LC Paper No. CB(2) 2725/98-99
(These minutes have been seen
by the Administration)
Ref : CB2/BC/19/98
Bills Committee on
Members present :
Interpretation and General Clauses (Amendment) Bill 1999
Minutes of meeting
held on Monday, 21 June 1999 at 4:30 pm
in Conference Room B of the Legislative Council Building
Hon Albert HO Chun-yan (Chairman)
Hon Martin LEE Chu-ming, SC, JP
Hon Margaret NG
Hon Ronald ARCULLI, JP
Hon HUI Cheung-ching
Hon Jasper TSANG Yok-sing, JP
Public Officers attending :
Clerk in attendance :
- Mr Michael SCOTT
- Deputy Principal Government Counsel (Legal Policy)
- Mr Geoffrey FOX
- Deputy Principal Government Counsel (Law Drafting)
- Mr Sunny CHAN
- Senior Government Counsel (Law Drafting)
Staff in attendance :
- Mrs Sharon TONG
- Chief Assistant Secretary (2)1
- Mr KAU Kin-wah
- Assistant Legal Adviser 6
- Mr Raymond LAM
- Senior Assistant Secretary (2)5
I. Confirmation of minutes of meeting held on 17 May 1999
(LC Paper No. CB(2) 2335/98-99)
The minutes were confirmed.
II. Meeting with the Administration
(LC Paper No. CB(2)2270/98-99(01))
Rules of interpretation of the Basic Law (BL)
2. Referring to paragraph 1 of Appendix I to the paper provided by the Administration, which stated that the Basic Law (BL) did not provide rules or guidelines for application in the interpretation of its provisions, Mr HUI Cheung-ching enquired whether the Administration would consider reflecting the problem of lack of rules of interpretation of BL to the Central People's Government or the Standing Committee of the National People's Congress (SC of NPC); and suggesting them to establish an interpretation mechanism.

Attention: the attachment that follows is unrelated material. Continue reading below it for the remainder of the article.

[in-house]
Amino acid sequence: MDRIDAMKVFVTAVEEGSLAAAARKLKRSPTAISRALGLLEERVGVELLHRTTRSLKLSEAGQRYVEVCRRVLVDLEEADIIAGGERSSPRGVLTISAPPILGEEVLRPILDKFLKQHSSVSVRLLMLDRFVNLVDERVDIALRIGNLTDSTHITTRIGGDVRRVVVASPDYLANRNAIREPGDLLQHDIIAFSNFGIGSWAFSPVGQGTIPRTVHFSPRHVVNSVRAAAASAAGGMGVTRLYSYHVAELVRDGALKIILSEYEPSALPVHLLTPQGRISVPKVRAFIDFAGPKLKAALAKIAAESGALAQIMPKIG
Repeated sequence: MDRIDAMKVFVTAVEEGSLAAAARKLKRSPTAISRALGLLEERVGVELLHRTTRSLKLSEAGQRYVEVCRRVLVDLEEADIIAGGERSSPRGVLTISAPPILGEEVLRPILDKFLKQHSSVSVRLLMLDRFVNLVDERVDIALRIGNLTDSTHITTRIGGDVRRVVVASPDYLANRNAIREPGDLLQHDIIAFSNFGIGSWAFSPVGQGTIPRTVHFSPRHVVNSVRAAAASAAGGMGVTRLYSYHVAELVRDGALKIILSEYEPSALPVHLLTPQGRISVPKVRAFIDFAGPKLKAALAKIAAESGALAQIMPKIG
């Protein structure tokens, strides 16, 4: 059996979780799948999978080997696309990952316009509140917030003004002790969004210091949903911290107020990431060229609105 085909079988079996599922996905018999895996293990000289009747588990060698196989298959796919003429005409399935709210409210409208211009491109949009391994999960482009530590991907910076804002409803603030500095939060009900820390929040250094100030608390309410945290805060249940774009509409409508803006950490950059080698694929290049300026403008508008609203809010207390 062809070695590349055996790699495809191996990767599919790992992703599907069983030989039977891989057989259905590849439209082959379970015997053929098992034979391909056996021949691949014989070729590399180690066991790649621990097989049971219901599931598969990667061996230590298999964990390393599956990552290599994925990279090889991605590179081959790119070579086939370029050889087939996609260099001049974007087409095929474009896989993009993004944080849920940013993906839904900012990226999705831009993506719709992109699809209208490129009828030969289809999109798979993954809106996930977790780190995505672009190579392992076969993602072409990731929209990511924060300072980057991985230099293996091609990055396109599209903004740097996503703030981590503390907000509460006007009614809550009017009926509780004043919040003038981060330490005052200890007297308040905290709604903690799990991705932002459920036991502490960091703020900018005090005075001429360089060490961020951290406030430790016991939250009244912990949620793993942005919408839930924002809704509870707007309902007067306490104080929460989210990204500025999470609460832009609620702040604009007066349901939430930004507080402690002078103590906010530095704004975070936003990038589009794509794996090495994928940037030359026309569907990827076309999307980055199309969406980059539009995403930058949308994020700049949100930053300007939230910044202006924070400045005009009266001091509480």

3. Deputy Principal Government Counsel (Legal Policy) (DPGC(LP)) said that the issue was outside the ambit of the Interpretation and General Clauses (Amendment) Bill 1999 (the Bill). Nevertheless, it would usually be necessary in the interpretation of BL to look at the text, the context and relevant extrinsic material to ascertain the purpose of a provision. The rules of interpretation of BL and of Ordinances were broadly similar in that the text of provisions should be interpreted according to the context and purpose. However, the interpretation of BL provisions relating to matters outside the autonomy of the Hong Kong Special Administrative Region (HKSAR) was subject to Article 158 of BL (BL158). He stressed that the Bill, which was directed at the use of relevant extrinsic material in statutory interpretation when there was ambiguity in the text of an Ordinance, was only applicable to the interpretation of Ordinances, not BL.
Impact of the Bill on the interpretation of BL
4. Mr Ronald ARCULLI questioned the Administration's view that the Bill would not have any impact on the interpretation of BL. Deputy Principal Government Counsel (Law Drafting) (DPGC(LD)) said that if there were concerns about the effect of the Bill on BL, the Administration could move a Committee Stage amendment (CSA) along the line that "no provision in section 19A shall prejudice the operation of the laws applicable to the interpretation of BL".
5. Miss Margaret NG considered that the proposed CSA might be interpreted in two different ways, namely -
- the court was not bound by the materials stated in the proposed section 19A in the interpretation of BL; or
- the court was not allowed to use the materials stated in the proposed section in the interpretation of BL.
If the latter was to be adopted, different sets of rules would be created for the interpretation of BL and Ordinances. The creation of a two-tier interpretation system by legislation was undesirable. This would hinder the development of the rules of interpretation of BL.